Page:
# Musical notation and timing help

by DaveC426913
Tags: musical, notation, timing
 P: 15,319 I'm trying to vindicate myself in a music discussion. In watching Jesus Christ Superstar the other day, I concluded that some of the music is played in 4/7 timing. That is, some of the music actually has 7 seven beats to the bar. (It is definitely not 7 beats plus a rest, so just don't even think about suggesting it). There, are several, but one example is the movement called 'The Temple'. you can find it here, listed as piece 2-5. You can also see that the artist has corrobrated my claim by documenting his chords in the notation as having 7 beats. What I want is something that demonstrates the timing notation clearly, anything I can present to my detractors. Yes, I can go buy the sheet music, either dead-tree format or online, but either way, it would cost (and it's only a gentleman's bet). I'm hoping someone here can help me more expediently.
 P: 104 I believe you want 7/4 seven beats with the quarter note getting the beat. http://monroelab2.physics.lsa.umich..../Lecture%2024/
 Mentor P: 22,313 Its distracting to count out loud, but if you learn to conduct, you can do it - http://cnx.rice.edu/content/m12404/latest/ 7/4 is conducted as a measure of 4 followed by a measure of 3. You'll be able to hear the downbeats at the start of each (full) measure coinciding with your conducting.
 Sci Advisor P: 5,095 Musical notation and timing help Right on the money Russ. Take it from a life long band geek.
P: 15,319
 Quote by russ_watters Its distracting to count out loud, but if you learn to conduct, you can do it - http://cnx.rice.edu/content/m12404/latest/ 7/4 is conducted as a measure of 4 followed by a measure of 3. You'll be able to hear the downbeats at the start of each (full) measure coinciding with your conducting.
I can most definitely count out the seven beats to the tune of the song, though it takes a bit of practice.

My question is, how is this notated? My detractors insist that there is no such thing as a bar with seven notes. That you would merely use a four-note bar, or eight note bar, letting the extra note fall into the next bar, kleaving rhythm and bars out of sync.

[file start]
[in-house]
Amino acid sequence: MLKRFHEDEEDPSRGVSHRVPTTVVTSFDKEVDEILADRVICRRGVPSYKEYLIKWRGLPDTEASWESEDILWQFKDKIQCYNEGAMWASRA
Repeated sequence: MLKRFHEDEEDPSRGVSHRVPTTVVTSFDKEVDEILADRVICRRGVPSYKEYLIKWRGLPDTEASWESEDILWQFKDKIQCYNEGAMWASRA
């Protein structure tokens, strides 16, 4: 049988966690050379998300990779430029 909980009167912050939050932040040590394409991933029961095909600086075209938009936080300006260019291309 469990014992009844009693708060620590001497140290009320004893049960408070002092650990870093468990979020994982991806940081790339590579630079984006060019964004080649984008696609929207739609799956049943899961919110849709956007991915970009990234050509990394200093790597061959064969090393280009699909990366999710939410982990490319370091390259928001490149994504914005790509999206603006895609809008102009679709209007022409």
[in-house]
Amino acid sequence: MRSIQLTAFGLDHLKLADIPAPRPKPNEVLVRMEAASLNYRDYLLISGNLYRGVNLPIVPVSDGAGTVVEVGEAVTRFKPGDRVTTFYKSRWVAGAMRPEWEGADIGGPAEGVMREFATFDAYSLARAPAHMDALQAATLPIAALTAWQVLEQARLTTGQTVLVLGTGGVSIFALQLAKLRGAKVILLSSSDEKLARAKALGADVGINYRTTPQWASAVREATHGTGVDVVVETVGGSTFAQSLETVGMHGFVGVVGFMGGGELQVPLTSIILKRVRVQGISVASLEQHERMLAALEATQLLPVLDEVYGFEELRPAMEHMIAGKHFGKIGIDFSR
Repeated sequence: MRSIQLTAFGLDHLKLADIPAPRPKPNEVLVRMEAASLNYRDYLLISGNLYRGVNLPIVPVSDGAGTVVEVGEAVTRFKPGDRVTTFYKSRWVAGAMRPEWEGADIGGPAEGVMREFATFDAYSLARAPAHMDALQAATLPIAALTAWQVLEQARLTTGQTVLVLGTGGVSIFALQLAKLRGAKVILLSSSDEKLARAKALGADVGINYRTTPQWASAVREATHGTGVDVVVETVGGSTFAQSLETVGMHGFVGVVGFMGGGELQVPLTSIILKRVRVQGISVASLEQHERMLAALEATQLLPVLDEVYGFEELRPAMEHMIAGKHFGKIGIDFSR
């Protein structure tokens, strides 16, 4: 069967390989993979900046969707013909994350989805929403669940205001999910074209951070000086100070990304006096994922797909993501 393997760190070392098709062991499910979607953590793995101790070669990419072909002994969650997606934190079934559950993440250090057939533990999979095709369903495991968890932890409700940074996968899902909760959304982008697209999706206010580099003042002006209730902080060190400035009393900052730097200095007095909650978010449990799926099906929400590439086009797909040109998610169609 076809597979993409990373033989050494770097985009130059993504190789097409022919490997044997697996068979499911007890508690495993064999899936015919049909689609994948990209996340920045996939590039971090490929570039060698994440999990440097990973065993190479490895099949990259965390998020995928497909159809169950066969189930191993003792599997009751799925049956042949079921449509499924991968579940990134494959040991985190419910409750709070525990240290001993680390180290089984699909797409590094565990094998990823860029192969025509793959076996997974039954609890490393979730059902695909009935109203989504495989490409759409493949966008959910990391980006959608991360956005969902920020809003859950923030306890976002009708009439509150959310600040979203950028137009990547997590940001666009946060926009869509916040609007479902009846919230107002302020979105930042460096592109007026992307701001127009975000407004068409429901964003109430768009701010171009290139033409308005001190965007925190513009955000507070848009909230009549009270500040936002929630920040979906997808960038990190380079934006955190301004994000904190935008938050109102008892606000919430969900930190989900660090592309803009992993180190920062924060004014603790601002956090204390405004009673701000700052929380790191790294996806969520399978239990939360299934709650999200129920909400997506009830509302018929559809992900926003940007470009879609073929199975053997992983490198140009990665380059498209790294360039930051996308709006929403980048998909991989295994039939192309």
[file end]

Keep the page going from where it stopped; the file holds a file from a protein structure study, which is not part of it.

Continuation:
P: 15,319
 Quote by Ba I believe you want 7/4 seven beats with the quarter note getting the beat. http://monroelab2.physics.lsa.umich..../Lecture%2024/
Thanks. But I don't see what that link does for me.

Oh. OH! There it is at the bottom! It actually says 7/4 time! And 'Money', a much better known song!

That sets me on the right path, but I'm still not sure that list in and of itself will convince my detractors. I guess I"ll need to find some actual sheet music.
PF Gold
P: 1,216
 Quote by DaveC426913 My question is, how is this notated? My detractors insist that there is no such thing as a bar with seven notes. That you would merely use a four-note bar, or eight note bar, letting the extra note fall into the next bar, kleaving rhythm and bars out of sync.
Not at all. I think what he's refering to is probably a type of polyrythm, but thats not relevant to this situation. It would deffinately be written as an ordinary bar with seven beats and time signature 7/4.

An example of music written in 7/4:
http://www.marchingpercussion.com/mu.../sevenfour.gif

If you'd like to find some music with odd time signatures, look into Tool, particularly tracks from "Lateralus"
Many orchestral pieces often change time signatures frequently also, and though they may be predominantly 4/4, 6/8 etc. several will have the odd passage or few bars with an odd time signature in
Mentor
P: 22,313
 Quote by FredGarvin Right on the money Russ. Take it from a life long band geek.
How do you think I came up with that?

Rush also does some odd time signatures - I think some in 7.